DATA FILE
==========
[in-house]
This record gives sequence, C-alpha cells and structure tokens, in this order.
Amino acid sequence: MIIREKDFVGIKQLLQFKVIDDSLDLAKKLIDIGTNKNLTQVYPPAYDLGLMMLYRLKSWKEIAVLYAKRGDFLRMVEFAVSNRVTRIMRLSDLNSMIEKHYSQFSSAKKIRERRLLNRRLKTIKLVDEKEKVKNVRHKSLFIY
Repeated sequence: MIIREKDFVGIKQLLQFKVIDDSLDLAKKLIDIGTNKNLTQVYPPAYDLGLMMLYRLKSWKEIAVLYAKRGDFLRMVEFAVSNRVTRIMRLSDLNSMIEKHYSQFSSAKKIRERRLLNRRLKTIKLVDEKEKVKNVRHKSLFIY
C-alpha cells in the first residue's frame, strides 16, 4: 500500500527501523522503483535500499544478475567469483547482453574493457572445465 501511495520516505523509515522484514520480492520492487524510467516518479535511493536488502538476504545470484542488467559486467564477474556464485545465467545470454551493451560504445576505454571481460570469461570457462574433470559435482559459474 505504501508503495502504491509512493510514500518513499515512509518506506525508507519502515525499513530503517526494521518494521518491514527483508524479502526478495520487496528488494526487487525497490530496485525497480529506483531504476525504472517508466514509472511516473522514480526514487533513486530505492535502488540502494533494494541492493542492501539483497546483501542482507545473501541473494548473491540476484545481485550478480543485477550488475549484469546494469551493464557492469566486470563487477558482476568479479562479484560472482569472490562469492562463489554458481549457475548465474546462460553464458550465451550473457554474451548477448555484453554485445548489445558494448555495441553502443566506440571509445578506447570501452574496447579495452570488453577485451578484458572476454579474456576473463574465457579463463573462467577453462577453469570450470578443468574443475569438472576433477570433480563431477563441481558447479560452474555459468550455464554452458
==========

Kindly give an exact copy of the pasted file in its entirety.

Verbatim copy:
[in-house]
This record gives sequence, C-alpha cells and structure tokens, in this order.
Amino acid sequence: MIIREKDFVGIKQLLQFKVIDDSLDLAKKLIDIGTNKNLTQVYPPAYDLGLMMLYRLKSWKEIAVLYAKRGDFLRMVEFAVSNRVTRIMRLSDLNSMIEKHYSQFSSAKKIRERRLLNRRLKTIKLVDEKEKVKNVRHKSLFIY
Repeated sequence: MIIREKDFVGIKQLLQFKVIDDSLDLAKKLIDIGTNKNLTQVYPPAYDLGLMMLYRLKSWKEIAVLYAKRGDFLRMVEFAVSNRVTRIMRLSDLNSMIEKHYSQFSSAKKIRERRLLNRRLKTIKLVDEKEKVKNVRHKSLFIY
C-alpha cells in the first residue's frame, strides 16, 4: 500500500527501523522503483535500499544478475567469483547482453574493457572445465 501511495520516505523509515522484514520480492520492487524510467516518479535511493536488502538476504545470484542488467559486467564477474556464485545465467545470454551493451560504445576505454571481460570469461570457462574433470559435482559459474 505504501508503495502504491509512493510514500518513499515512509518506506525508507519502515525499513530503517526494521518494521518491514527483508524479502526478495520487496528488494526487487525497490530496485525497480529506483531504476525504472517508466514509472511516473522514480526514487533513486530505492535502488540502494533494494541492493542492501539483497546483501542482507545473501541473494548473491540476484545481485550478480543485477550488475549484469546494469551493464557492469566486470563487477558482476568479479562479484560472482569472490562469492562463489554458481549457475548465474546462460553464458550465451550473457554474451548477448555484453554485445548489445558494448555495441553502443566506440571509445578506447570501452574496447579495452570488453577485451578484458572476454579474456576473463574465457579463463573462467577453462577453469570450470578443468574443475569438472576433477570433480563431477563441481558447479560452474555459468550455464554452458